Hyperconvergence was established as a network of servers and hypervisors. Servers were designed to store and compute and hypervisors created virtual machines. However, Hyperconvergence 1.0 wasn’t enough.
Driven by a need to scale and add additional managed functionalities, hyperconvergence as a technology has evolved multi-fold in the recent few years.
You'll hear arguments on both sides. The truth is: The underlying layer of HCI is hardware but it is the software on top where real magic happens. Companies can actually interchange the hardware according to the desired workload.
In traditional infrastructure, companies buy new storage and then migrate all existing applications from old storage to new storage. This has to be repeated every 3 to 5 years. This process is known as forklift upgrade. It is a time consuming and a risky process and exposes the organizations to financial risks.
HCI completely eliminates forklift upgrades! When you have to retire and replace your nodes then you can simply add a new node to the cluster. It seamlessly integrates with the rest of the parts and tell the admin console that an old node is being taken out of service. The cluster control software then removes the node and disconnects its connection to the main cluster.
This model completely removes the need of manual migration. This way it ensures that there is no application or service downtime. The software layer does all the work!
Next gen HCI allows you to scale on-demand. In infrastructure, there is no such thing as perfect investment. Companies either overinvest or underinvest. Either they end up buying hardware mid-cycle or they buy hardware which they will never use. Next gen HCI eliminates this situation. If you need to scale up the capacity or computing prowess, you can just add more nodes. You buy what you need and when you need to grow, you can just add another node.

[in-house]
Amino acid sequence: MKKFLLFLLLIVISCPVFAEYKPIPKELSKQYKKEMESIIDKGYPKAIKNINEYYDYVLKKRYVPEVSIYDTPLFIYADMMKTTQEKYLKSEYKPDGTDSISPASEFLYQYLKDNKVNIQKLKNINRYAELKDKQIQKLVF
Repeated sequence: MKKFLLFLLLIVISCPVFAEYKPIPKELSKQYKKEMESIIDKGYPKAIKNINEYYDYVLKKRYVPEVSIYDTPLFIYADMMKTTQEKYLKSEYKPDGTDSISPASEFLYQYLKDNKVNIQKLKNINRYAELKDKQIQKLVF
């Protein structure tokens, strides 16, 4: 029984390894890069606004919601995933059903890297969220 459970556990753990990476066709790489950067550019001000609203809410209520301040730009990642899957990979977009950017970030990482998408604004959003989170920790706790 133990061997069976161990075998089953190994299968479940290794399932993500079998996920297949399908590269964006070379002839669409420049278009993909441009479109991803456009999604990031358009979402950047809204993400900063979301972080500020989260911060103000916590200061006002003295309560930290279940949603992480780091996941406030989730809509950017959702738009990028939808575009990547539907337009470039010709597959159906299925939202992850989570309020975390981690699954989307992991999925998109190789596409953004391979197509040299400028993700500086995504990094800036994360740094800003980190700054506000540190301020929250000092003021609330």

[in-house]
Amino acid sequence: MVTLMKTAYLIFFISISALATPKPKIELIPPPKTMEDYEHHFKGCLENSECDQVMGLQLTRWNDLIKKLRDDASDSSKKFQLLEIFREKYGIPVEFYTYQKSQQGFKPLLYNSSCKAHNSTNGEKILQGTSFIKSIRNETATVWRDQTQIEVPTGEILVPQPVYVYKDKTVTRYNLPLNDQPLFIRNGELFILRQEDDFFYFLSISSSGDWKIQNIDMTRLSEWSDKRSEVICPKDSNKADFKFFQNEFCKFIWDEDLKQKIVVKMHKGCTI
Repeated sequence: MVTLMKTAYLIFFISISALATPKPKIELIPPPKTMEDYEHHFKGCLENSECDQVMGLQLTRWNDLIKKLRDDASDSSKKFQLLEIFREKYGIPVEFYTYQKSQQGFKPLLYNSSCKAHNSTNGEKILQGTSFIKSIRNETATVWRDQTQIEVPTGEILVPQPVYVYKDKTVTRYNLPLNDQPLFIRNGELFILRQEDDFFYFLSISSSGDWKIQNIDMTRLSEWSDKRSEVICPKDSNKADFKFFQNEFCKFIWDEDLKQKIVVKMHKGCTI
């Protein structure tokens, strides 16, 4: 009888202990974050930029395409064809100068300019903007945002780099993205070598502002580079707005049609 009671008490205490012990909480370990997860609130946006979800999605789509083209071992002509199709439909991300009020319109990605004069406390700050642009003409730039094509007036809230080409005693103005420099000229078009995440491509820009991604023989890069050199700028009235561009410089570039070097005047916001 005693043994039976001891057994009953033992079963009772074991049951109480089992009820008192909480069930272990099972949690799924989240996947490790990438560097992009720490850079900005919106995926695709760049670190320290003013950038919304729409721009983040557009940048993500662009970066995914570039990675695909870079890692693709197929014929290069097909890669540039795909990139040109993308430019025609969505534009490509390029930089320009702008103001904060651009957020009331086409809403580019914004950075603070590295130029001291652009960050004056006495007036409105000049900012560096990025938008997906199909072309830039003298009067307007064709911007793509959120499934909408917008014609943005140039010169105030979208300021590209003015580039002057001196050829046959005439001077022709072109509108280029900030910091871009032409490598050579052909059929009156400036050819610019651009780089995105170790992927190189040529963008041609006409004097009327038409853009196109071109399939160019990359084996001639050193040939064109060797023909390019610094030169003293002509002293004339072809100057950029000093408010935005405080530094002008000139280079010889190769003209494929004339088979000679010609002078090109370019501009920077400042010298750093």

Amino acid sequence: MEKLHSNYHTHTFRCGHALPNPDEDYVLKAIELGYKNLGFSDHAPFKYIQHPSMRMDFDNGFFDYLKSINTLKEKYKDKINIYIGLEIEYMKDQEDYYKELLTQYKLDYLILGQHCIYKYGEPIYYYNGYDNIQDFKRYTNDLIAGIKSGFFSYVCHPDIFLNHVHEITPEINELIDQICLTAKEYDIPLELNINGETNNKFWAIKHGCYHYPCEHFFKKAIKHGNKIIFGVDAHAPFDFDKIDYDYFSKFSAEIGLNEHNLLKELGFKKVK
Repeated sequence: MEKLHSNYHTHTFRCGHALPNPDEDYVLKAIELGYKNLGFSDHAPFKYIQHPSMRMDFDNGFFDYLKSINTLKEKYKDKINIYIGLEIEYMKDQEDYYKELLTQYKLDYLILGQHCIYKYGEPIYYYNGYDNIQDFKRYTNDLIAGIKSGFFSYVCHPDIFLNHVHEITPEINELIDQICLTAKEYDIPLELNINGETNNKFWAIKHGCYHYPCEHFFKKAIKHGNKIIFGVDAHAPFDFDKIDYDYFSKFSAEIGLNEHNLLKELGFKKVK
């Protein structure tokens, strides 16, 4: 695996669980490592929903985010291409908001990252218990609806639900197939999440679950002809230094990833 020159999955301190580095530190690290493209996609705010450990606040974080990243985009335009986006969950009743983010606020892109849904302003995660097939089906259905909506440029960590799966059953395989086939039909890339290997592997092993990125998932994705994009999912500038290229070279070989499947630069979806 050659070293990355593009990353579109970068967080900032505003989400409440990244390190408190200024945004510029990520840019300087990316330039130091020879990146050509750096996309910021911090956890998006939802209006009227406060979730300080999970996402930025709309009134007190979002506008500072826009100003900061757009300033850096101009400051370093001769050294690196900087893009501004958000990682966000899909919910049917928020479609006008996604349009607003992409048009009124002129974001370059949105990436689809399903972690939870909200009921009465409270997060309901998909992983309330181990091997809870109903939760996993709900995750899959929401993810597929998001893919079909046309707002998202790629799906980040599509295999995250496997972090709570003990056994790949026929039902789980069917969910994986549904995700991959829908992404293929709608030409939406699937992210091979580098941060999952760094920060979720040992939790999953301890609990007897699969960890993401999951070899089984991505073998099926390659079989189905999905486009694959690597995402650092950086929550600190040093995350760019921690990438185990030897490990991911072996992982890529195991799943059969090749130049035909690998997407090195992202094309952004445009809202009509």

Over time, HCI evolved from just being a storage virtualization solution to include capabilities such as:
File and object storage for unstructured data
Native persistent storage for containers
Deeper application integration
Advanced networking and security
Let us see them one by one
IDC predicts that by 2025 there will be five times more data worldwide. A lot of it (around 80 percent) is unstructured data lying on legacy storage infrastructure.
HCI solves this data clutter problem by introducing cloud benefits related to data storage to your on-premise infrastructure. Now you can consolidate all files, blocks and object storage with a unified management plane. HCI modernizes your storage by allowing you to simply scale up or scale down storage based on your requirements.
Modern day containers run production enterprise applications and they need strong storage services which can provide availability, resiliency, disaster, recovery and capacity optimization. HCI delivers these services to containers across both Kubernetes and Docker environments.
The IT of an organization is a complex network of databases, ERP, Big data, unified communications, virtual desktops etc. This complex network sits on infrastructure and infrastructure itself has three diverse components-storage, networking and virtualization. Traditional infrastructure demands seamless integration between these components and with changing workloads, this integration also gets affected.
Infrastructure runs the gamut of applications supported by various workloads and this is the reason, HCI is becoming even more important. HCI simplifies this infrastructure framework by offering the three tiers of architectures as one easily scalable and efficient system.
Modern Hyperconverged infrastructure offers smart fabrics networking for both HCI node configuration and virtual machine (VM) level software defined abstractions.
Smart fabric handles the heavy lifting of software defined networking (SDN) based on telemetry and context it has learned from virtualization in the Hyperconverged Infrastructure.
Smart fabrics, integrated in the HCI infrastructure also comes with security capabilities, including complete encryption for data and management communications, role-based access control (RBAC) etc.